When recording with my Trak Master my receiving device shows a good signal level but the meter on the Trak Master barely registers. Is this right?

The Trak Master output LED meter measures in dBFS, where 0dBFS is the maximum permissible level before clipping. 0dBFS, on the Trak Master, is equal to +20dBu (the more common measurement of signal level in the analogue domain), so when the -20dB LED is lit you are in fact pushing 0dBu through the unit, and when the -10dB LED is lit you are pushing through +10dBu.

The reason for manufacturing the unit like this is that the Trak Master has an optional digital output card for people who wish to connect to a SPDIF input on the receiving device. Knowing where the signal is going to clip is extremely important so as to avoid overloading the converter and causing digital distortion (which should be avoided at all costs).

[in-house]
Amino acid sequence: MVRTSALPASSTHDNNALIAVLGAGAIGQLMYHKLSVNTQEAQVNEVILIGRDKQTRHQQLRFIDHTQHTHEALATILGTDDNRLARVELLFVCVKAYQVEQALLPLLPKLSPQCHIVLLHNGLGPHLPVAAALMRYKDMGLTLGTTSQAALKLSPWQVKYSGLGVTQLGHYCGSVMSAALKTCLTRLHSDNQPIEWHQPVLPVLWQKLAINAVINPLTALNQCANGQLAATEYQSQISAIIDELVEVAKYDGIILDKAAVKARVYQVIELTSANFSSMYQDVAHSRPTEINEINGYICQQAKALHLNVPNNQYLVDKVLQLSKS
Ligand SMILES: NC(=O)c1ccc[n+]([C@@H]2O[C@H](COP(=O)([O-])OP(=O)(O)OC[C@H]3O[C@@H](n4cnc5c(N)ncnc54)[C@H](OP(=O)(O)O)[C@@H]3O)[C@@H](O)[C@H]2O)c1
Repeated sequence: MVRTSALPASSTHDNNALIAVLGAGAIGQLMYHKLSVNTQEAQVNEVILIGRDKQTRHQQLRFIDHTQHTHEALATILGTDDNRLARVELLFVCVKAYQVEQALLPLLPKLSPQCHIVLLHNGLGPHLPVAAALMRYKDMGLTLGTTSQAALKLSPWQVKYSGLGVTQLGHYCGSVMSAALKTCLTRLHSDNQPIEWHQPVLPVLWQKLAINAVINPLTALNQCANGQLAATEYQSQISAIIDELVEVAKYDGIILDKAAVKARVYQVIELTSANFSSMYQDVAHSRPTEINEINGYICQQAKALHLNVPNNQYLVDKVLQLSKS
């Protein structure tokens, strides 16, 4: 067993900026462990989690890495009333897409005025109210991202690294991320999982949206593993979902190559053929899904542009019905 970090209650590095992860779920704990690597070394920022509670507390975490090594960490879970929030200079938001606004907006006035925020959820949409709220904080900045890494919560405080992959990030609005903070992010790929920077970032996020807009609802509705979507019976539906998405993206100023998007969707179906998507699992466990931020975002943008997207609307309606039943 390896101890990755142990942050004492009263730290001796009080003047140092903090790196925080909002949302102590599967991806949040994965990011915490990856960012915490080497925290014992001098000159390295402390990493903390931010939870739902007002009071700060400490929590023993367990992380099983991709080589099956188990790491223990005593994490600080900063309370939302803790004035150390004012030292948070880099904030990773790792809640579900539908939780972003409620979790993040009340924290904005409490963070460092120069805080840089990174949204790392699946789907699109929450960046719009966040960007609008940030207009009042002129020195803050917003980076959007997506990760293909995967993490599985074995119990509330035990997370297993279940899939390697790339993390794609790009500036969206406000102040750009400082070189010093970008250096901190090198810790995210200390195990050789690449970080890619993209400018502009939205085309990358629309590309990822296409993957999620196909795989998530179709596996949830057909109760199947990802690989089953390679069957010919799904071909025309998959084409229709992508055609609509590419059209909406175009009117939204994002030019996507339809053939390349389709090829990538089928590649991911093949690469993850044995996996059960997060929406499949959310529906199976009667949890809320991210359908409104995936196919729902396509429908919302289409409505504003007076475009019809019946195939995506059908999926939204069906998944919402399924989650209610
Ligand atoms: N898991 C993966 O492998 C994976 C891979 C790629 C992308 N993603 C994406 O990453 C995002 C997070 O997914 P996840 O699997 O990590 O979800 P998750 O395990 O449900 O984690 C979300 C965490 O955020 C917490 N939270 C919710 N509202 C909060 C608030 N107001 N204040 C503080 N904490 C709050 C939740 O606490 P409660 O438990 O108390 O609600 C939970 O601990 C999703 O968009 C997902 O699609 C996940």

Some receiving devices may have a lower maximum input level than the Trak Masters +20dBu. In this case, what seems a good level on the Trak Master output meter, may clip the input of the receiving device. It is best to set the output fader on the Trak Master so that the signal is peaking about 6dB below maximum on the receiving device. Once you have set this you may see a good level on the receiving device but an apparently low level on the Trak Master meter - note that this is not a problem.

When setting the input gain on the Trak Master use the SIG LED to guide you. When the LED is constantly lit (when signal is present) the gain is set correctly. If the O/L LED starts coming on for more than a flicker when the signal is loud then you need to back off the input gain a little. Set the output fader as described above to achieve the best signal to noise ratio.

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